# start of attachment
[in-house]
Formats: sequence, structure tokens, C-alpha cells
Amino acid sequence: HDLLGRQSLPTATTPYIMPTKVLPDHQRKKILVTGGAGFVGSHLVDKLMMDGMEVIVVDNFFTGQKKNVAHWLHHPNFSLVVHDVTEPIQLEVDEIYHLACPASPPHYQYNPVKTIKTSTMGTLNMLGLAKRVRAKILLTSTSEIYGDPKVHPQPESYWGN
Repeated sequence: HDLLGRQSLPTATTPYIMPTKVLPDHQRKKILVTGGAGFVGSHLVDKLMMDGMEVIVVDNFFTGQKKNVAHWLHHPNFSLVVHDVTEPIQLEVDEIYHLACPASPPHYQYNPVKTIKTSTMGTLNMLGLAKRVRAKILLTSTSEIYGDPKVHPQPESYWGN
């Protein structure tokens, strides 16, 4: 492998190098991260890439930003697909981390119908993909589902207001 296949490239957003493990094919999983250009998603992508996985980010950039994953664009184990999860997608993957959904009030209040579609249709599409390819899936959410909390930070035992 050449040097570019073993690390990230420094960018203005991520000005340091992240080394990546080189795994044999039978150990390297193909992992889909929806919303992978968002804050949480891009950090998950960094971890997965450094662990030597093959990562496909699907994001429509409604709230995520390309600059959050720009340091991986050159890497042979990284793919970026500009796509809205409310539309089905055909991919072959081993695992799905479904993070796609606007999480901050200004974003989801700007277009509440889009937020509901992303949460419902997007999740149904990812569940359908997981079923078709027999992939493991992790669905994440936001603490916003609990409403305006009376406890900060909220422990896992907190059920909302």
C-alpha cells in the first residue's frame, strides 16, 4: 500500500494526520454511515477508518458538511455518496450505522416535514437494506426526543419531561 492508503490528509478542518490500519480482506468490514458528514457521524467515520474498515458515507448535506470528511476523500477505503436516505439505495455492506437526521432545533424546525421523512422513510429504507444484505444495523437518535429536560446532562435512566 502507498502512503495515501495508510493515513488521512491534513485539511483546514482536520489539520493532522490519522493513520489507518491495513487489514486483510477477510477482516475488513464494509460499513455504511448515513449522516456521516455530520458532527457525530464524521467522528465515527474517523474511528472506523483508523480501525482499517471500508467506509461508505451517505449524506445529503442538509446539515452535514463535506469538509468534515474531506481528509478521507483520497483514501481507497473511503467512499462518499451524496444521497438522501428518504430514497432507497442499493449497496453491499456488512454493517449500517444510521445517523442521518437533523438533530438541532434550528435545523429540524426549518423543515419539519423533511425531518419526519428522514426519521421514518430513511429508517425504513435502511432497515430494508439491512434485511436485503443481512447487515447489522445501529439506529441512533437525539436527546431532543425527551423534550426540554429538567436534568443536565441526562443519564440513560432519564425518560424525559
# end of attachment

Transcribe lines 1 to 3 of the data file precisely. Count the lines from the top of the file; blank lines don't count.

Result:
[in-house]
Formats: sequence, structure tokens, C-alpha cells
Amino acid sequence: HDLLGRQSLPTATTPYIMPTKVLPDHQRKKILVTGGAGFVGSHLVDKLMMDGMEVIVVDNFFTGQKKNVAHWLHHPNFSLVVHDVTEPIQLEVDEIYHLACPASPPHYQYNPVKTIKTSTMGTLNMLGLAKRVRAKILLTSTSEIYGDPKVHPQPESYWGN